LIGO Project | LIGO, Livingston, LA
LIGO consists of two ground-based Michelson interferometers with Fabry-Perot arm cavities, operated in unison with the aim of directly detecting gravitational waves (GWs). These detectors are comprised of vacuum chambers and clean rooms that house individual suspended optical components with connecting beamtubes. Fused silica optics detectors are extremely sensitive to optical scattering and absorption losses induced by both particulate and hydrocarbon contamination. EXCEL performed engineering, and system implementation and commissioning activities. The project objective was to reduce the low-level contaminants which can result in laser damage to optics during the operation the interferometers, and/or the unacceptable reduction of overall detector sensitivity.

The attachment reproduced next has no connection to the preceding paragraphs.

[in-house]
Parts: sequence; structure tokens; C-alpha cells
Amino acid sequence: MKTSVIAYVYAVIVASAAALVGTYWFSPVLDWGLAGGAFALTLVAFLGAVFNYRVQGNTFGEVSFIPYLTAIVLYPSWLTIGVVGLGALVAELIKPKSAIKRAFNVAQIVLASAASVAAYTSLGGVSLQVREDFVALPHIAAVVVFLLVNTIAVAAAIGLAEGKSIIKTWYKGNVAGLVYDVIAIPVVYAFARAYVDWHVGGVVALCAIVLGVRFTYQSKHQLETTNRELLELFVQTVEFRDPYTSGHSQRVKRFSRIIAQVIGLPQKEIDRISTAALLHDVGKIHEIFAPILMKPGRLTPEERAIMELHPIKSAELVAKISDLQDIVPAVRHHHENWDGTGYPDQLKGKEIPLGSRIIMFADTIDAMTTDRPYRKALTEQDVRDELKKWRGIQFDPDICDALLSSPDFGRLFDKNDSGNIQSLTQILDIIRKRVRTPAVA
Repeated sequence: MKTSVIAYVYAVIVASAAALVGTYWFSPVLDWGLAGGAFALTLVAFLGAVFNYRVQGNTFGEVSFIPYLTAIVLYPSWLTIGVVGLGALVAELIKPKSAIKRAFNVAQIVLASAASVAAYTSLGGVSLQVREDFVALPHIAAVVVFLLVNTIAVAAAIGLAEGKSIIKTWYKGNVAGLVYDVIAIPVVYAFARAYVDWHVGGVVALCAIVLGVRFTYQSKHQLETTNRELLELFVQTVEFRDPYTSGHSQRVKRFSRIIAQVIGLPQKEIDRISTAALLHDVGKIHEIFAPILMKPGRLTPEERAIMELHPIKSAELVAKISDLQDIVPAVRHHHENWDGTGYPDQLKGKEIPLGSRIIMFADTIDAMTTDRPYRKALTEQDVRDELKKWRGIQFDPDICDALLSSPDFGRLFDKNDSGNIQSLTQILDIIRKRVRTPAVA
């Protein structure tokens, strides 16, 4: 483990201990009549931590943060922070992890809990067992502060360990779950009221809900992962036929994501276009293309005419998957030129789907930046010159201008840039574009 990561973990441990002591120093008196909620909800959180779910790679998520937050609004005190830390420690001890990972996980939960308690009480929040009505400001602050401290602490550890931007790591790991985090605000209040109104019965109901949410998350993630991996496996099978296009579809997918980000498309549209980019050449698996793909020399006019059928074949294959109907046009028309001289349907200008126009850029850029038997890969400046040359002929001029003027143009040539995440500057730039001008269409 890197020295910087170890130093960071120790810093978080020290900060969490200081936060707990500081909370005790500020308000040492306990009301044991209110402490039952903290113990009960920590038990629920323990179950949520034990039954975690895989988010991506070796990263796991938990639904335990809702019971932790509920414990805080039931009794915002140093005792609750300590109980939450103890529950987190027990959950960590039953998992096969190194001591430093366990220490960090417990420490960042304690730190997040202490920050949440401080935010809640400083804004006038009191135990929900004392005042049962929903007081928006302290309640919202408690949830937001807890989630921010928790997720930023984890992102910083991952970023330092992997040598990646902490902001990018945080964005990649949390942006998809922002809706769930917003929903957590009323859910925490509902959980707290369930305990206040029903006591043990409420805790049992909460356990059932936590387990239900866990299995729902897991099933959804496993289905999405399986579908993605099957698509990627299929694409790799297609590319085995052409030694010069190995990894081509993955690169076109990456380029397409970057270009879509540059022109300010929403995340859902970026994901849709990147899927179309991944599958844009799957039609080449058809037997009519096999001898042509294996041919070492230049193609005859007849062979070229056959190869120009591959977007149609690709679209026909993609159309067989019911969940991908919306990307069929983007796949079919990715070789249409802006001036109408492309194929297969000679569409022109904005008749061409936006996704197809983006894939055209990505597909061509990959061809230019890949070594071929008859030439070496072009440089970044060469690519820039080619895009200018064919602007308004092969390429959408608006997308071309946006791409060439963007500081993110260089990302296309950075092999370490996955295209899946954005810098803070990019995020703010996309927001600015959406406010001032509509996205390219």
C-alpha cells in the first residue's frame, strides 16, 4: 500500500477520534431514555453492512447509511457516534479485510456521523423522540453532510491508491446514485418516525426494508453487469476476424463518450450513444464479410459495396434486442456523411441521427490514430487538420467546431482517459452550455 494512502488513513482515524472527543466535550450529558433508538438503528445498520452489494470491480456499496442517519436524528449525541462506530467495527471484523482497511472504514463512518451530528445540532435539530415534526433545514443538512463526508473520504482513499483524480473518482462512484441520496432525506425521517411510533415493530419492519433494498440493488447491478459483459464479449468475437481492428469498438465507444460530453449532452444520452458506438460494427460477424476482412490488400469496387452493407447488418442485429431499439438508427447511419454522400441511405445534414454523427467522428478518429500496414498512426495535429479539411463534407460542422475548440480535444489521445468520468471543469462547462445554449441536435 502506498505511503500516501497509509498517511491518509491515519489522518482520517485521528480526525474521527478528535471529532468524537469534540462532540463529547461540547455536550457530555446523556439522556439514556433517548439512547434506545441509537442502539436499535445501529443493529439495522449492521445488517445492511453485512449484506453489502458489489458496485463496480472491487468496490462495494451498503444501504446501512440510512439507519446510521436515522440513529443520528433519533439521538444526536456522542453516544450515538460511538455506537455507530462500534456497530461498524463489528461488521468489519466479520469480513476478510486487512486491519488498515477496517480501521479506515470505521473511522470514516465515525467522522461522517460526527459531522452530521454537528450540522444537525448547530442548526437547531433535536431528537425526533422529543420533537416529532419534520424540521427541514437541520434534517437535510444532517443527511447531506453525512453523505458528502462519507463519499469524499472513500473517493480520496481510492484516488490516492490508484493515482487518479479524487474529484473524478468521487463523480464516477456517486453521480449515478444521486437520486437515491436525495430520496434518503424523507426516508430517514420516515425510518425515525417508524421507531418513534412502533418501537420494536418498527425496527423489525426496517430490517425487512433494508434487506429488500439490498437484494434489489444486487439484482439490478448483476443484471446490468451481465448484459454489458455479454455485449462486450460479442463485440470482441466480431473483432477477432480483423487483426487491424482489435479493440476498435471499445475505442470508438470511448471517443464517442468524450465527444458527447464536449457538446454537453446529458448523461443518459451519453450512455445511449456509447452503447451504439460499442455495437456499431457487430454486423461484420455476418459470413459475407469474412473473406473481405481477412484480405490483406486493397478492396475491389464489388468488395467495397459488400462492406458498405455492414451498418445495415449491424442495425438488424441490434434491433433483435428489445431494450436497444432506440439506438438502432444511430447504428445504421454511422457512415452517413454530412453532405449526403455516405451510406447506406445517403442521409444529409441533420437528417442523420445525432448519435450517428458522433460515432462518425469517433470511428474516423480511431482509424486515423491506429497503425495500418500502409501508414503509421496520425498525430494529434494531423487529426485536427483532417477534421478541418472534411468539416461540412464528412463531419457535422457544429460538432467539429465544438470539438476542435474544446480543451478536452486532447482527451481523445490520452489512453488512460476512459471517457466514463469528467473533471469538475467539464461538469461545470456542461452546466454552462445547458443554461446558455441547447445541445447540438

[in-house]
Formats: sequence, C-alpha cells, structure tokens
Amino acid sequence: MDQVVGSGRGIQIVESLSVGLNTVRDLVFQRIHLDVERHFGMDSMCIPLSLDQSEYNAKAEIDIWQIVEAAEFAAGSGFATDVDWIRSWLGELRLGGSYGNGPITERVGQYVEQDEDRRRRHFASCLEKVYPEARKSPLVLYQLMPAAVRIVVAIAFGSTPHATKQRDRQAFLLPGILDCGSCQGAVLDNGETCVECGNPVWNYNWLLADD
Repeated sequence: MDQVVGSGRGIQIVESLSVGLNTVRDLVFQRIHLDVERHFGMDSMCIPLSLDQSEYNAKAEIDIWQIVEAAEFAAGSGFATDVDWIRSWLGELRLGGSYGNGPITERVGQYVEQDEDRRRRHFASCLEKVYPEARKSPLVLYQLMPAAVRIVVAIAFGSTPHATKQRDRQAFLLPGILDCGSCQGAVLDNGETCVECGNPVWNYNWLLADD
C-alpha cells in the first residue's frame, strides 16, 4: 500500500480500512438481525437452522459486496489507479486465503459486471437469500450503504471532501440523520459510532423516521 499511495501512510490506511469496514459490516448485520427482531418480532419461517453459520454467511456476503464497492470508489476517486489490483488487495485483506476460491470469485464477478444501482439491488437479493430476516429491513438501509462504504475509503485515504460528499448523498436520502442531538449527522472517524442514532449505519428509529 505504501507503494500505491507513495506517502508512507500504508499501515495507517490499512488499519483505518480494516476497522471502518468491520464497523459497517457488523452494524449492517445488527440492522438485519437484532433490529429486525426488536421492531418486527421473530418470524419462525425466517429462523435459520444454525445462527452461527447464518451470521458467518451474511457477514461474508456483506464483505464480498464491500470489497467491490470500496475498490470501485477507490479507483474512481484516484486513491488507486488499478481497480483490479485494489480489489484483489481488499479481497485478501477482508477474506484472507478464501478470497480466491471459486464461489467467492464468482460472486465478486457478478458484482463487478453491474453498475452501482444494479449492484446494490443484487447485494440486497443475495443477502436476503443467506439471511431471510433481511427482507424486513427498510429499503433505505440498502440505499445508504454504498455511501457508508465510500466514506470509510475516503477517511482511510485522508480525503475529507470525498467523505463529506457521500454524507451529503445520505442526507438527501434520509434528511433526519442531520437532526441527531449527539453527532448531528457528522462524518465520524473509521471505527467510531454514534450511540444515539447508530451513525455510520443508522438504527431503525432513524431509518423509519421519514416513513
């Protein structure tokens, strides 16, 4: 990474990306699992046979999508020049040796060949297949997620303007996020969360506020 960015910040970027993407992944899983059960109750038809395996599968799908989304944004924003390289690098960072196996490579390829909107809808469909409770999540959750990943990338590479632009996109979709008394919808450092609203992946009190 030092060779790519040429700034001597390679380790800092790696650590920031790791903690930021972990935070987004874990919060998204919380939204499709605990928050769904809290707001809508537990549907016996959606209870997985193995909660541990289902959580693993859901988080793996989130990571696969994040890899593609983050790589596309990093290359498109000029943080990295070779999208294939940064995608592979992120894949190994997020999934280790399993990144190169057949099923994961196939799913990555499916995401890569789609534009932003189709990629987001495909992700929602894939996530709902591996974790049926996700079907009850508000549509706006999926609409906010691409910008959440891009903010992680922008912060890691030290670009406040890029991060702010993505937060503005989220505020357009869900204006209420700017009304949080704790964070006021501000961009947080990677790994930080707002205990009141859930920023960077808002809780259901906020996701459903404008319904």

The LIGO Laboratory, comprising LIGO Hanford, LIGO Livingston, Caltech, and MIT announced that LIGO’s three longest-standing and greatest champions have been awarded the Nobel Prize in Physics: Barry Barish and Kip Thorne of Caltech and Rainer Weiss of MIT. This Nobel Prize acknowledges 45 years of effort: from conception, through design, planning, testing and prototyping, through decades of research and engineering, invention and innovation, advances in computing, lasers, and optics, and especially the championing and advocating of the three remarkable men.
- Nobel Prize in Physics